Small changes can make a big difference to business travelers
Friday, December 14, 2012
Business travel remains a necessity for many organizations. While advances in technology are making the world a smaller place, closing a deal in person is often the preferred means of doing business for most executives. Despite its importance, business travel can be costly, and many companies are doing everything they can to bring down the cost of traveling.
It all adds up
Frugal executives and travel management professionals have known for some time that serviced apartments and corporate housing represent excellent value and offer superior service. However, to further cut costs, executives may want to follow the suggestions of the Daily Comet, which recently outlined several small ways for businesses to save money.
For example, traveling during January and February is often significantly more affordable than later in the year. This could be especially important to travelers seeking to purchase business-class seats, which can often cost several thousands of dollars. Similarly, flying to smaller airports and taking connecting flights is another way cost-conscious executives can reduce the price of their trip. Larger aviation hubs may be convenient, but they typically cost significantly more than smaller airports.
While many executives choose to stay in corporate suites in chain hotels, it is important for business travelers to thoroughly research the true cost of their stay. Hidden surcharges, additional taxes and cancellation fees can soon mount up, driving the price of a stay higher than it needs to be.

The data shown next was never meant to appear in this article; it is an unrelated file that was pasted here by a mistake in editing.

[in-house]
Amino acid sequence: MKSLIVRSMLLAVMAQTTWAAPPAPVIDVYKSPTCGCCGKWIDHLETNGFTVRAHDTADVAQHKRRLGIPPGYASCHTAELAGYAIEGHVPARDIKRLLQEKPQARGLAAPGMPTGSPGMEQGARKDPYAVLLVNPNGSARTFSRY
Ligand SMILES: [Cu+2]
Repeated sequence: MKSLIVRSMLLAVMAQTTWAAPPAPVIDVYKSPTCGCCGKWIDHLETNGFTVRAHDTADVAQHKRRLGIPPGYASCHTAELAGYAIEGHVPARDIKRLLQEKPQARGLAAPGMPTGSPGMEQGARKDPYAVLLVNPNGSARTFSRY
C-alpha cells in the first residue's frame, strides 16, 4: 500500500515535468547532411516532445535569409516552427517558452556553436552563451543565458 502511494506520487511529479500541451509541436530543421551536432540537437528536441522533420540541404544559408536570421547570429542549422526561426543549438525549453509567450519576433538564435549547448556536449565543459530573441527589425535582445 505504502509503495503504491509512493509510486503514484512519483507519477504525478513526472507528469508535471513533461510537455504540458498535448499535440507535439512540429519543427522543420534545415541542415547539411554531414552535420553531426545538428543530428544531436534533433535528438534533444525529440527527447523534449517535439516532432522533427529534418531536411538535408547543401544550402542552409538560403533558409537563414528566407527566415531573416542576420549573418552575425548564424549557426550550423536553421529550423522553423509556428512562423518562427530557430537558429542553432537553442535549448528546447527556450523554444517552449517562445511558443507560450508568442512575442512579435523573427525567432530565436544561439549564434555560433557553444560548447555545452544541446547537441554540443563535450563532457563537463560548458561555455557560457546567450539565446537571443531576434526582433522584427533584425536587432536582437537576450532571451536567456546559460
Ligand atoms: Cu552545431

Many business travelers in emerging markets such as Asia are dissatisfied with the offerings of traditional chain hotels. As such, many people are turning to serviced apartments as a means to save money without compromising on quality.
This trend has been observed most recently in China. According to China Daily, the number of commercial real estate developers investing in the construction of managed corporate housing will increase dramatically in the coming years to cope with heightened demand.
"We will buy at least two properties and operate six to eight new properties under management contracts every year," Tan Tze Shang, Ascott China's regional general manager for the north and central western regions, told the news source. "What we offer is a home away from home."
As travel management professionals and executives seek to lower the cost of business travel, the popularity of serviced properties could increase during the coming years.